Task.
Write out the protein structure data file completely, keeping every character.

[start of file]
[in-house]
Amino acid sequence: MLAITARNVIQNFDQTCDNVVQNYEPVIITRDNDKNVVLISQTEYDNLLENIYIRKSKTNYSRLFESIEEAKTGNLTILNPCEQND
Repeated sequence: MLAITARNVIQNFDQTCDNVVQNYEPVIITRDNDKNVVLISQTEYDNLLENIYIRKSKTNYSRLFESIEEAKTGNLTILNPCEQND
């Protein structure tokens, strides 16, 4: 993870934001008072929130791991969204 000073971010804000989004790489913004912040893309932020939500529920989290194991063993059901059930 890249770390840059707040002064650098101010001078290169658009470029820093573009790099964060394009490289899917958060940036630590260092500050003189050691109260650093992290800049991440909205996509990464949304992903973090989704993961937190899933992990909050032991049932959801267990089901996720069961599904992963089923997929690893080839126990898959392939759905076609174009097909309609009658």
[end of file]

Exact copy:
[in-house]
Amino acid sequence: MLAITARNVIQNFDQTCDNVVQNYEPVIITRDNDKNVVLISQTEYDNLLENIYIRKSKTNYSRLFESIEEAKTGNLTILNPCEQND
Repeated sequence: MLAITARNVIQNFDQTCDNVVQNYEPVIITRDNDKNVVLISQTEYDNLLENIYIRKSKTNYSRLFESIEEAKTGNLTILNPCEQND
């Protein structure tokens, strides 16, 4: 993870934001008072929130791991969204 000073971010804000989004790489913004912040893309932020939500529920989290194991063993059901059930 890249770390840059707040002064650098101010001078290169658009470029820093573009790099964060394009490289899917958060940036630590260092500050003189050691109260650093992290800049991440909205996509990464949304992903973090989704993961937190899933992990909050032991049932959801267990089901996720069961599904992963089923997929690893080839126990898959392939759905076609174009097909309609009658």